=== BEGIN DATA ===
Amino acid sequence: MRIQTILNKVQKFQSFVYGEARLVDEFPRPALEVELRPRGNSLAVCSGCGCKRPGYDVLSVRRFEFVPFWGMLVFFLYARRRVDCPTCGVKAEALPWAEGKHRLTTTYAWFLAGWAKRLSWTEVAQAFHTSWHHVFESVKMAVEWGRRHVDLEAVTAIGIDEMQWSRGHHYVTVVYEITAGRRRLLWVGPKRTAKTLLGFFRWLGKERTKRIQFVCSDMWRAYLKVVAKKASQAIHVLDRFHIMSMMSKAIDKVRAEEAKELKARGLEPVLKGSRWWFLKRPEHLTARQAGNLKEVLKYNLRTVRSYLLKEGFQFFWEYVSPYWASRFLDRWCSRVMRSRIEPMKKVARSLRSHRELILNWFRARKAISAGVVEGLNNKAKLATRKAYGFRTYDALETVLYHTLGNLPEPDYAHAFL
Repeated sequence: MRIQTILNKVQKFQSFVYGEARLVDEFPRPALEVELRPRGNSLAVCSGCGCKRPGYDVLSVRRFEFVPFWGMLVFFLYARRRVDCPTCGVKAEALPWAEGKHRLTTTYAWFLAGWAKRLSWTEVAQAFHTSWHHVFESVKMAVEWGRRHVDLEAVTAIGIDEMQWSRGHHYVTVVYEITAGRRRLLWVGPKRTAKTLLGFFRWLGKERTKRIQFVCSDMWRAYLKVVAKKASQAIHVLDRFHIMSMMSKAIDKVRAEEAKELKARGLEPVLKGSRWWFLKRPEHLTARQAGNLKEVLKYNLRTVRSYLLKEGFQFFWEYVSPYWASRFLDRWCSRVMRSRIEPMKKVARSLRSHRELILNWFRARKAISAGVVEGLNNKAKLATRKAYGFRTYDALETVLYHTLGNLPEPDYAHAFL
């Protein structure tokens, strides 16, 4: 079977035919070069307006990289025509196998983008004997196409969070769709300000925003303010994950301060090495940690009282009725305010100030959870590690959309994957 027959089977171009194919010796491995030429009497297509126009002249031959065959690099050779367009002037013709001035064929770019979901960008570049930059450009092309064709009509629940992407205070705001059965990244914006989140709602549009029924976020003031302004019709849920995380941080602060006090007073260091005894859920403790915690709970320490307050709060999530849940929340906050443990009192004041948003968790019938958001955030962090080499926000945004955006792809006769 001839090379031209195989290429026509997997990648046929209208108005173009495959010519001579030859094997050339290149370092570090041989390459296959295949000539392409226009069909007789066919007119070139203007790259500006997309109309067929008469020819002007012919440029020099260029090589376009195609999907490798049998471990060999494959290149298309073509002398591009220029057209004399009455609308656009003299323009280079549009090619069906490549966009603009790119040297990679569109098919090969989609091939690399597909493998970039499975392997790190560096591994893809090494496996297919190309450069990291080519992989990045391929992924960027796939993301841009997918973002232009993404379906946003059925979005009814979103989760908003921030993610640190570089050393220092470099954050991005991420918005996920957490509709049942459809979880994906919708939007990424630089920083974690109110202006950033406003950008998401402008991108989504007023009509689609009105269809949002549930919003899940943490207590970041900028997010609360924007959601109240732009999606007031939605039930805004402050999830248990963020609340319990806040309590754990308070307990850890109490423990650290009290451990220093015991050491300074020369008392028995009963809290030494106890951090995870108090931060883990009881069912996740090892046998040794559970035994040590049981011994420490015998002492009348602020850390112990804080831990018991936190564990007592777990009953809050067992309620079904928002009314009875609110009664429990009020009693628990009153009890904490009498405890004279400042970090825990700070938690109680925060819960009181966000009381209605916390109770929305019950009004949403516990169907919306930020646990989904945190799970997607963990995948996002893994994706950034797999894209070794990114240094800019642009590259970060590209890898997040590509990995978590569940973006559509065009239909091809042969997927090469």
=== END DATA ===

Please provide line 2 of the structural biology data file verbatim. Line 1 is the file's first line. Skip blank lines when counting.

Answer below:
Repeated sequence: MRIQTILNKVQKFQSFVYGEARLVDEFPRPALEVELRPRGNSLAVCSGCGCKRPGYDVLSVRRFEFVPFWGMLVFFLYARRRVDCPTCGVKAEALPWAEGKHRLTTTYAWFLAGWAKRLSWTEVAQAFHTSWHHVFESVKMAVEWGRRHVDLEAVTAIGIDEMQWSRGHHYVTVVYEITAGRRRLLWVGPKRTAKTLLGFFRWLGKERTKRIQFVCSDMWRAYLKVVAKKASQAIHVLDRFHIMSMMSKAIDKVRAEEAKELKARGLEPVLKGSRWWFLKRPEHLTARQAGNLKEVLKYNLRTVRSYLLKEGFQFFWEYVSPYWASRFLDRWCSRVMRSRIEPMKKVARSLRSHRELILNWFRARKAISAGVVEGLNNKAKLATRKAYGFRTYDALETVLYHTLGNLPEPDYAHAFL